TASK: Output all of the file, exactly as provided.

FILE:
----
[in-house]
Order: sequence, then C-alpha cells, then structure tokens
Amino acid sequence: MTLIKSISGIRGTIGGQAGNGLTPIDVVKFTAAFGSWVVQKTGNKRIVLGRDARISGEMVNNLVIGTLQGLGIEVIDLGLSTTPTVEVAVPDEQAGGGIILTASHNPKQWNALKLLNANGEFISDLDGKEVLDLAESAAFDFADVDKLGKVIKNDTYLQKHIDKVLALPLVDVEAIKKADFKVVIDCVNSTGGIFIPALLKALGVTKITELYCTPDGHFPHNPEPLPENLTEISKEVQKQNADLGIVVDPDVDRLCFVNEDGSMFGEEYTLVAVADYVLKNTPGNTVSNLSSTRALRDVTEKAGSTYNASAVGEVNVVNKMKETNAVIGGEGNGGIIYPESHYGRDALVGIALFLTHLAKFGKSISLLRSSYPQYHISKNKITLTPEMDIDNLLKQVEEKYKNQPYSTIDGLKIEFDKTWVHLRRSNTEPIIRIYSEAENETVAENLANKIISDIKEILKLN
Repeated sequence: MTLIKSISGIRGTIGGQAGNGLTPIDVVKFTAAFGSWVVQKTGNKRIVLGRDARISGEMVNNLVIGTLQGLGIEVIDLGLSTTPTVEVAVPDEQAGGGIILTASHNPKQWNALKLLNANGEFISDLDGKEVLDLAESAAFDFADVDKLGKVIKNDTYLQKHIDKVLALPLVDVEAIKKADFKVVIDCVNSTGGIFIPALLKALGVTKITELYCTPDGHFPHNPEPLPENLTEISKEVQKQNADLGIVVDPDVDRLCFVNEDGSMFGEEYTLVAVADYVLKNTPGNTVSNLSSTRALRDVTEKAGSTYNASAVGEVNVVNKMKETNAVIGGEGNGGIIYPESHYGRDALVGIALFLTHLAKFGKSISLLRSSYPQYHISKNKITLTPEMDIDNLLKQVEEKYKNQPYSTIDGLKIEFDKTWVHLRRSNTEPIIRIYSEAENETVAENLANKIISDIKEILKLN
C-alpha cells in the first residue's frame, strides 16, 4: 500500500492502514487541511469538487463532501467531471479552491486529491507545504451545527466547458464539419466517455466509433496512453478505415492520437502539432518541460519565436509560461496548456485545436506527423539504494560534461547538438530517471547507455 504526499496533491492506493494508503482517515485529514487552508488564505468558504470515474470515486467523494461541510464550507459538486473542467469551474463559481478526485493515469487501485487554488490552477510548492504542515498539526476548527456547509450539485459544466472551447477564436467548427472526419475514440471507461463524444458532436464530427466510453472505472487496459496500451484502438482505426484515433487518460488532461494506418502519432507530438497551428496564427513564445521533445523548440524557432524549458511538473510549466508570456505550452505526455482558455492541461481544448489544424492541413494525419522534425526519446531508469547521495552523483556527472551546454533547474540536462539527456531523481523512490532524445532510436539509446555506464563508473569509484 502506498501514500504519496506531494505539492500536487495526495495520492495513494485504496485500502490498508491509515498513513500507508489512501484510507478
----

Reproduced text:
[in-house]
Order: sequence, then C-alpha cells, then structure tokens
Amino acid sequence: MTLIKSISGIRGTIGGQAGNGLTPIDVVKFTAAFGSWVVQKTGNKRIVLGRDARISGEMVNNLVIGTLQGLGIEVIDLGLSTTPTVEVAVPDEQAGGGIILTASHNPKQWNALKLLNANGEFISDLDGKEVLDLAESAAFDFADVDKLGKVIKNDTYLQKHIDKVLALPLVDVEAIKKADFKVVIDCVNSTGGIFIPALLKALGVTKITELYCTPDGHFPHNPEPLPENLTEISKEVQKQNADLGIVVDPDVDRLCFVNEDGSMFGEEYTLVAVADYVLKNTPGNTVSNLSSTRALRDVTEKAGSTYNASAVGEVNVVNKMKETNAVIGGEGNGGIIYPESHYGRDALVGIALFLTHLAKFGKSISLLRSSYPQYHISKNKITLTPEMDIDNLLKQVEEKYKNQPYSTIDGLKIEFDKTWVHLRRSNTEPIIRIYSEAENETVAENLANKIISDIKEILKLN
Repeated sequence: MTLIKSISGIRGTIGGQAGNGLTPIDVVKFTAAFGSWVVQKTGNKRIVLGRDARISGEMVNNLVIGTLQGLGIEVIDLGLSTTPTVEVAVPDEQAGGGIILTASHNPKQWNALKLLNANGEFISDLDGKEVLDLAESAAFDFADVDKLGKVIKNDTYLQKHIDKVLALPLVDVEAIKKADFKVVIDCVNSTGGIFIPALLKALGVTKITELYCTPDGHFPHNPEPLPENLTEISKEVQKQNADLGIVVDPDVDRLCFVNEDGSMFGEEYTLVAVADYVLKNTPGNTVSNLSSTRALRDVTEKAGSTYNASAVGEVNVVNKMKETNAVIGGEGNGGIIYPESHYGRDALVGIALFLTHLAKFGKSISLLRSSYPQYHISKNKITLTPEMDIDNLLKQVEEKYKNQPYSTIDGLKIEFDKTWVHLRRSNTEPIIRIYSEAENETVAENLANKIISDIKEILKLN
C-alpha cells in the first residue's frame, strides 16, 4: 500500500492502514487541511469538487463532501467531471479552491486529491507545504451545527466547458464539419466517455466509433496512453478505415492520437502539432518541460519565436509560461496548456485545436506527423539504494560534461547538438530517471547507455 504526499496533491492506493494508503482517515485529514487552508488564505468558504470515474470515486467523494461541510464550507459538486473542467469551474463559481478526485493515469487501485487554488490552477510548492504542515498539526476548527456547509450539485459544466472551447477564436467548427472526419475514440471507461463524444458532436464530427466510453472505472487496459496500451484502438482505426484515433487518460488532461494506418502519432507530438497551428496564427513564445521533445523548440524557432524549458511538473510549466508570456505550452505526455482558455492541461481544448489544424492541413494525419522534425526519446531508469547521495552523483556527472551546454533547474540536462539527456531523481523512490532524445532510436539509446555506464563508473569509484 502506498501514500504519496506531494505539492500536487495526495495520492495513494485504496485500502490498508491509515498513513500507508489512501484510507478